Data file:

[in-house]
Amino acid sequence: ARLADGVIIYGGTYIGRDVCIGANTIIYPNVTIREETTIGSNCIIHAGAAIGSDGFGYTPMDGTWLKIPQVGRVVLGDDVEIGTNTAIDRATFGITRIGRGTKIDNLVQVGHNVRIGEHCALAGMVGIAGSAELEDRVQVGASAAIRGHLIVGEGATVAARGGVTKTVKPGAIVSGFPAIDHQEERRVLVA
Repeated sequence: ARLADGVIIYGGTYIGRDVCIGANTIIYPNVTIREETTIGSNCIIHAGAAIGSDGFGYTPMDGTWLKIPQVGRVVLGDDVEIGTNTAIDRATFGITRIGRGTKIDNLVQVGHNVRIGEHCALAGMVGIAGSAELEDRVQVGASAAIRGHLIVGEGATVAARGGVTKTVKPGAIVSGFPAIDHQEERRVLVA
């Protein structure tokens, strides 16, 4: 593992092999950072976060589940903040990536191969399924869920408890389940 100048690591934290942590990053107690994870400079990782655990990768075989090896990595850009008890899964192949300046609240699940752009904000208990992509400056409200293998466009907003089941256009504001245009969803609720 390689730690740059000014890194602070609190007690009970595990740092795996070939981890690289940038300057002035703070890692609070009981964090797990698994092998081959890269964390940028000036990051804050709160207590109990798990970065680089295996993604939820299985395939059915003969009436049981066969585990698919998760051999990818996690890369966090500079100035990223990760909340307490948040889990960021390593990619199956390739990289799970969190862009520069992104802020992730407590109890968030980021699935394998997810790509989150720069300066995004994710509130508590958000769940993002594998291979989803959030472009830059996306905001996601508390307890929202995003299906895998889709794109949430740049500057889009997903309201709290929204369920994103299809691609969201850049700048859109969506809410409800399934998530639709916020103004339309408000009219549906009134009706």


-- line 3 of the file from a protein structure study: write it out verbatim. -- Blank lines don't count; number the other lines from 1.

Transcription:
Repeated sequence: ARLADGVIIYGGTYIGRDVCIGANTIIYPNVTIREETTIGSNCIIHAGAAIGSDGFGYTPMDGTWLKIPQVGRVVLGDDVEIGTNTAIDRATFGITRIGRGTKIDNLVQVGHNVRIGEHCALAGMVGIAGSAELEDRVQVGASAAIRGHLIVGEGATVAARGGVTKTVKPGAIVSGFPAIDHQEERRVLVA